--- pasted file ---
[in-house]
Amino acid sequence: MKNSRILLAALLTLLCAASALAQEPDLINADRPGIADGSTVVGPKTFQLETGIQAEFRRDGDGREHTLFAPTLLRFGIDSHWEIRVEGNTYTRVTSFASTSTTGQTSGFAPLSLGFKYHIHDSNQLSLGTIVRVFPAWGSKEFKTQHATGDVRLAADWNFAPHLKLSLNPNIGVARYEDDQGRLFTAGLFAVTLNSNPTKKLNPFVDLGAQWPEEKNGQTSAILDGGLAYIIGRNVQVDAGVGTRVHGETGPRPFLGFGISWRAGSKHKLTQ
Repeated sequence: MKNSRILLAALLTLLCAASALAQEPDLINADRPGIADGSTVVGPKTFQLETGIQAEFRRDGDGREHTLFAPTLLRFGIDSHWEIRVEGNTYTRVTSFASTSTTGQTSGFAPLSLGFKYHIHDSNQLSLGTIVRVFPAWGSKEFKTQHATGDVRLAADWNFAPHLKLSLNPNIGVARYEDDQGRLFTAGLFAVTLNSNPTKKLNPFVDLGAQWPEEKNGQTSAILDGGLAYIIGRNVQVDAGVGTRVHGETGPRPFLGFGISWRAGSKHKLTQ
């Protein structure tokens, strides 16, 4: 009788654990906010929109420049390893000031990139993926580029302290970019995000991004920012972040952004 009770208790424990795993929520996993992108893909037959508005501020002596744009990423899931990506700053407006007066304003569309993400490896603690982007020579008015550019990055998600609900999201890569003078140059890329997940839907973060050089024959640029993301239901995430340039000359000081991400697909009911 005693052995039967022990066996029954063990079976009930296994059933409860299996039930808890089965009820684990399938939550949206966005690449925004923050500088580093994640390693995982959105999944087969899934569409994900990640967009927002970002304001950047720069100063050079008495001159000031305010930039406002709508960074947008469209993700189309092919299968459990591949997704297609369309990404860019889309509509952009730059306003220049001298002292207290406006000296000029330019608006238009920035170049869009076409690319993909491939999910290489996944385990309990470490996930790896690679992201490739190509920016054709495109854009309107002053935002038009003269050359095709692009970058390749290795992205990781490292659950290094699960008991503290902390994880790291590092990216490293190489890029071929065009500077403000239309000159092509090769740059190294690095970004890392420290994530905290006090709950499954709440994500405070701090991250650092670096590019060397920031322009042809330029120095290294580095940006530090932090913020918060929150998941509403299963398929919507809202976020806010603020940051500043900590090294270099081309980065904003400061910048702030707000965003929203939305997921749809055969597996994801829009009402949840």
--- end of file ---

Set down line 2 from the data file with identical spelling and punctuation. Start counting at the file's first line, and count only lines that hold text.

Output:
Amino acid sequence: MKNSRILLAALLTLLCAASALAQEPDLINADRPGIADGSTVVGPKTFQLETGIQAEFRRDGDGREHTLFAPTLLRFGIDSHWEIRVEGNTYTRVTSFASTSTTGQTSGFAPLSLGFKYHIHDSNQLSLGTIVRVFPAWGSKEFKTQHATGDVRLAADWNFAPHLKLSLNPNIGVARYEDDQGRLFTAGLFAVTLNSNPTKKLNPFVDLGAQWPEEKNGQTSAILDGGLAYIIGRNVQVDAGVGTRVHGETGPRPFLGFGISWRAGSKHKLTQ